Encrypting File System

Encrypting File System (EFS) is a file encryption technology (supported only on NTFS volumes) that protects files from offline attacks, such as hard-disk theft. EFS is entirely transparent to end users because encrypted files behave exactly like unencrypted files. However, if a user does not have the correct decryption key, the file is impossible to open, even if an attacker bypasses the operating system security.

EFS is especially useful for securing sensitive data on portable PCs or on computers that several users share. Both kinds of systems are susceptible to attack by techniques that circumvent the restrictions of ACLs. An attacker can steal a computer, remove the hard disk drives, place the drives in another system, and gain access to the stored files. Files encrypted by EFS, however, appear as unintelligible characters when the attacker does not have the decryption key. Windows Vista and Windows 7 include the following new features for EFS:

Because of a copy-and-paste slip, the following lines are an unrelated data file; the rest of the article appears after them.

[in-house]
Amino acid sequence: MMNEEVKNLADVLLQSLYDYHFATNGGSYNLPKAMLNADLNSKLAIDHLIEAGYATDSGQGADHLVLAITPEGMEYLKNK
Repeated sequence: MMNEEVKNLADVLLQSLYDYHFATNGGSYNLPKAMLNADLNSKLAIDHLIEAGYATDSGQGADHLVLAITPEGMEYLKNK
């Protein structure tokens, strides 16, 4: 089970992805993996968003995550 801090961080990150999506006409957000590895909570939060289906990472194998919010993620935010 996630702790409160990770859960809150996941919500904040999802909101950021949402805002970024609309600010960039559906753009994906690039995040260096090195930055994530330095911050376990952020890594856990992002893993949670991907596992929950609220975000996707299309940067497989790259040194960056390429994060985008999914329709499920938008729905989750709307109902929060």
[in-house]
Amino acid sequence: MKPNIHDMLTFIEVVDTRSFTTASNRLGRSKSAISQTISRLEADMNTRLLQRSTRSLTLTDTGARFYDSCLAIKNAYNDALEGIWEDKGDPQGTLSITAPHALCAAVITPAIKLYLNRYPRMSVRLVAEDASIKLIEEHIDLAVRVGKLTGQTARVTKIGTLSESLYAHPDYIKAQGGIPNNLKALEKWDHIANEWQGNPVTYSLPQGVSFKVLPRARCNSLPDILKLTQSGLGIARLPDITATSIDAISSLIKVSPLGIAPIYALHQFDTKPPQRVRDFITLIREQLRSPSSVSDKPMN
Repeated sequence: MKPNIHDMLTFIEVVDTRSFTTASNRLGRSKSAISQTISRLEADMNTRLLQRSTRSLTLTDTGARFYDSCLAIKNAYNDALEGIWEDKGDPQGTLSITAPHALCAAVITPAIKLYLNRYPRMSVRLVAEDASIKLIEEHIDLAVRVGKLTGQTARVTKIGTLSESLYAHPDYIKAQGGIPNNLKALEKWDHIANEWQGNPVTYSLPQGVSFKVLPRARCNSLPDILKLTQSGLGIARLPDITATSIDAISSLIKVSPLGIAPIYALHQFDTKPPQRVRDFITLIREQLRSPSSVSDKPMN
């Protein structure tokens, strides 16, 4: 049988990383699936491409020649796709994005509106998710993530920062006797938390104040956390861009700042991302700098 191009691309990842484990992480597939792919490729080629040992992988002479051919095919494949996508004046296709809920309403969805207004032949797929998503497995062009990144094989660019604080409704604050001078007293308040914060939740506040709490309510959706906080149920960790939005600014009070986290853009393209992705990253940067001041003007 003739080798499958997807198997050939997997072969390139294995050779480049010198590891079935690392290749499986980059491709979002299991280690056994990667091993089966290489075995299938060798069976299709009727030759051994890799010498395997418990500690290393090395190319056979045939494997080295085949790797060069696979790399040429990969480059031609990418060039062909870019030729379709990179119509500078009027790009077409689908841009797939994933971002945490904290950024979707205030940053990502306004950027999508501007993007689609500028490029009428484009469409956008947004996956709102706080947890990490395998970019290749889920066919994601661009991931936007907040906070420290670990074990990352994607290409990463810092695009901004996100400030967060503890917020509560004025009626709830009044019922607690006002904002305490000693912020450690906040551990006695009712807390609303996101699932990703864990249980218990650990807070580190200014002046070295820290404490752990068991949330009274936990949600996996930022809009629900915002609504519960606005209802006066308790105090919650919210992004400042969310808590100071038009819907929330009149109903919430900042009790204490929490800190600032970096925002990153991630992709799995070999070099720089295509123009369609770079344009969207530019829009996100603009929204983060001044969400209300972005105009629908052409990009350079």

• Storing both user and recovery keys on smart cards. If smart cards are used for logon, EFS operates in a Single Sign-On mode in which it uses the logon smart card for file encryption without further prompting for the PIN. New wizards guide users through the process of creating and selecting smart card keys, as well as the process of migrating their encryption keys from an old smart card to a new one. The command-line utilities for smart cards have also been enhanced to include these features. Storing encryption keys on smart cards provides especially strong protection for mobile and shared computer scenarios.

• Encrypting the system page file.


Source of Information : Windows 7 Resource Kit 2009 Microsoft Press

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